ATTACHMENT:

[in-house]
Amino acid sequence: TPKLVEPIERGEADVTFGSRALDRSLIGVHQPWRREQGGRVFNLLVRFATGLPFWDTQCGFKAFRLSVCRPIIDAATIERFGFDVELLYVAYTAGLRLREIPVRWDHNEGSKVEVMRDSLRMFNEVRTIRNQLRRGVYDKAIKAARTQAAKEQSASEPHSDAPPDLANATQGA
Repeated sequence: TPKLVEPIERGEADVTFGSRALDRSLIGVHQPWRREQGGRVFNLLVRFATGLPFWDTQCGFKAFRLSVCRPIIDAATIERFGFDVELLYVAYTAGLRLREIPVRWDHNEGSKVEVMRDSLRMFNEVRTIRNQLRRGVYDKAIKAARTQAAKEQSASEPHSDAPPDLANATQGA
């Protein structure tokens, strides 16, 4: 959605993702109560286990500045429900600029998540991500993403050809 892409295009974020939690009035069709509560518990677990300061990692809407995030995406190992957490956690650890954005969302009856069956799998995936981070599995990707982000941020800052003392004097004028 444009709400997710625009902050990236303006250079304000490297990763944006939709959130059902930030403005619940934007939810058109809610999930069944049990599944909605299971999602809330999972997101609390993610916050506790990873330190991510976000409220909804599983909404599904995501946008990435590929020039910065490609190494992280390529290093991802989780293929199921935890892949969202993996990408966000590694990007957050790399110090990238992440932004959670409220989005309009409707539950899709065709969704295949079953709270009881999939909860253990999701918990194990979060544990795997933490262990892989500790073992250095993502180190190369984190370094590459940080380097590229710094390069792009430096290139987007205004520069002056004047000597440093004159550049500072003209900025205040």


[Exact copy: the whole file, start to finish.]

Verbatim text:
[in-house]
Amino acid sequence: TPKLVEPIERGEADVTFGSRALDRSLIGVHQPWRREQGGRVFNLLVRFATGLPFWDTQCGFKAFRLSVCRPIIDAATIERFGFDVELLYVAYTAGLRLREIPVRWDHNEGSKVEVMRDSLRMFNEVRTIRNQLRRGVYDKAIKAARTQAAKEQSASEPHSDAPPDLANATQGA
Repeated sequence: TPKLVEPIERGEADVTFGSRALDRSLIGVHQPWRREQGGRVFNLLVRFATGLPFWDTQCGFKAFRLSVCRPIIDAATIERFGFDVELLYVAYTAGLRLREIPVRWDHNEGSKVEVMRDSLRMFNEVRTIRNQLRRGVYDKAIKAARTQAAKEQSASEPHSDAPPDLANATQGA
């Protein structure tokens, strides 16, 4: 959605993702109560286990500045429900600029998540991500993403050809 892409295009974020939690009035069709509560518990677990300061990692809407995030995406190992957490956690650890954005969302009856069956799998995936981070599995990707982000941020800052003392004097004028 444009709400997710625009902050990236303006250079304000490297990763944006939709959130059902930030403005619940934007939810058109809610999930069944049990599944909605299971999602809330999972997101609390993610916050506790990873330190991510976000409220909804599983909404599904995501946008990435590929020039910065490609190494992280390529290093991802989780293929199921935890892949969202993996990408966000590694990007957050790399110090990238992440932004959670409220989005309009409707539950899709065709969704295949079953709270009881999939909860253990999701918990194990979060544990795997933490262990892989500790073992250095993502180190190369984190370094590459940080380097590229710094390069792009430096290139987007205004520069002056004047000597440093004159550049500072003209900025205040």